Anglo Adventure

Travel with a sense of humor


5 Comments

My Résumé, the Mad Skills Edition

Skill #105: Finding spring before it actually begins.

Skill #105: Wildlife spotting.

Let’s be honest. Resumes aren’t meant to show off our real skills. You know the unseen stuff, the stuff your boss never includes in a performance evaluation, but probably should.

I’ve listed mine below, just in case you want to hire a drum-miming-broom-dancing-popcorn-making writer.

And so you don’t think I am bragging, I’ve listed the stuff I am not so good at. Comment below with your own mad skills!

My mad skillz résumé: 

  • Balancing a 600-page-plus tome on the treadmill as I run

-Drum miming as I run
-Imagining myself in an action movie as I run

  • Interpretive broom dancing

-Car dancing
-Elliptical dancing

  • Creative theme party planning
    My latest: Turtleneck & Chains (Inspired by The Lonely Island’s hilarious hit single. It’s BYLB. That’s Bring Your Light Beer).
    Previous: Nautical Night. Or I Think I’m On a Boat.
  • Dawson’s Creek Trivia
  • Popcorn making
  • Recognizing relatively obscure Biggy Smalls songs
  • Doodling Venus flytraps in the margins of my notepad
  • Deconstructing every nuance of My So-Called Life
  • Moving cross-country/international (3 times and counting!)
  • Finding freakishly good new snacks at Trader Joe’s
  • Identifying a good doctor by their magazine collection. (I.E. You’re a Doctor & you want your patients reading Web MD Magazine? GTFO.)
  • Making fairly elaborate quesadillas.
  • Jump roping.
  • Sweeping
  • Occasionally dice games & poker. I don’t play often enough to find out if I am actually good. So we’ll list this as a maybe.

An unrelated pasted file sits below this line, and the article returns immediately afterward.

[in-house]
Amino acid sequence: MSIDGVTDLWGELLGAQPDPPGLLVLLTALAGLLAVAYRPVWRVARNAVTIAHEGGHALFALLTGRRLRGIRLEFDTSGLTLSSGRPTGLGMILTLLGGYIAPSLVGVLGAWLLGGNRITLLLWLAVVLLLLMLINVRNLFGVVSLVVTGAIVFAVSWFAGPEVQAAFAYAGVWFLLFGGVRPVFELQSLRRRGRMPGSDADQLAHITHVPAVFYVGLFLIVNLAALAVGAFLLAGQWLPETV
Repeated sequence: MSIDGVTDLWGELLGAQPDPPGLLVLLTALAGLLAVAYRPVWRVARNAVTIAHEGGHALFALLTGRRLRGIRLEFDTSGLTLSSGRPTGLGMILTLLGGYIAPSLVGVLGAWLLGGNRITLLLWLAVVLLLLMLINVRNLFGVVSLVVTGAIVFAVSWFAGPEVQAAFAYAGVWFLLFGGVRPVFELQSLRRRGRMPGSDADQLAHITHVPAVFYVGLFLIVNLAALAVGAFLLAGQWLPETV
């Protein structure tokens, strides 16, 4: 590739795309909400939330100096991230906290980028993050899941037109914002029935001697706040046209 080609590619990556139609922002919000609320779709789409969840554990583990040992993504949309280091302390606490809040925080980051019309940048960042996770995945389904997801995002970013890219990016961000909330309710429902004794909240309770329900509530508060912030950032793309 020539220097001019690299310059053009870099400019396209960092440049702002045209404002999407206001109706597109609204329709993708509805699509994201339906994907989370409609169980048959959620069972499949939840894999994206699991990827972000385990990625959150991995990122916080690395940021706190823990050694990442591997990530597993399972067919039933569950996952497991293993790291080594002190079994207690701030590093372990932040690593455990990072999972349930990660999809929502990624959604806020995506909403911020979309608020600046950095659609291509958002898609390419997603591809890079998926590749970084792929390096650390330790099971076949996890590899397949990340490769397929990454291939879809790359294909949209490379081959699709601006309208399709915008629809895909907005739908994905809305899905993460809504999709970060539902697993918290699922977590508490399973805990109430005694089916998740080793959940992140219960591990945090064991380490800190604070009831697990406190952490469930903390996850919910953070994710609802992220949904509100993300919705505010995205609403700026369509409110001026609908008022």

• Sprinting through airports
  • Finding the best pizza in any neighborhood, city, or small town
  • Picking hotels

Things I need to work on:

  • Balancing my mug of coffee in the car
  • Parallel parking. Spent most of my life in or close to various metro areas. Still not happening.
  • Eating produce before it gets moldy
  • Remembering reusable grocery bags
  • Dressing for the weather
  • Holding those handles on the bus for long stretches of time
  • Walking in heels, uphill/downhill. I firmly believe Seattle’s massive hills were the impetus for grunge fashion.
  • French accents.
  • Trapezing. Because you actually have to move your body when you trapeze. Who knew?
  • Carrying lots of stuff and arranging it properly before trying to open the door
  • Driving small cars, like FIATS
  • Finding my keys


7 Comments

So You’re an English Major

This is a picture of a painting of a painting.

What life looks like after graduation. (I don’t know who painted this.)

So you’re an English major. Welcome. It has been almost ten years since I graduated college and I prepared some advice, as well as responses to common questions. No other major has been so scrutinized, so deemed USELESS by the gainfully employed. Useless. What an awful word for a fantastic study.

If you’re reading this, it’s probably too late to change it. But you wouldn’t want to.

My “useless” degree in English taught me to examine the fabric of life. Everything is present in books. Everything. A writer observes and records. A writer makes his characters suffer so we know what it will be like when we get there.

I learned about love, death, desire, war, sex, passion, food, junk, poverty, disease, diplomacy, philosophy, social issues, activism, etc. I still don’t get commas though.

In short, an English degree is the universal degree. You just need to learn how to market it, how to make it work for you.

Let’s start with advice from one of my favorite writers: Don’t feel sorry for yourself. Only assholes do that.~ Murakami. Continue reading


Leave a comment

Job Woes & the Search for my Mr. Miyagi

travel blog expat quebec expat blog

What Elwood does when I look for jobs

I am two parts commercial writer, one part travel writer and one part creative writer. I have six years experience, including two managing other writers. I moved to Canada and back. Now it’s like I am on the other end of an electric fence and I can’t get back into the job market.

Maybe they could sense that I was in Quebec, like a baby bird rejected from its mother because a human touched it.

I have been looking for work since April, when I moved back here. I have had countless job interviews. I am not desperate, not complaining, but I am frustrated. I need work and although I currently freelance write for multiple travel publications, there are long stretches of time spent in PJs writing a humorous inner monologues from vampires and bizarre stories about old folks’ homes.

I need to make money. Continue reading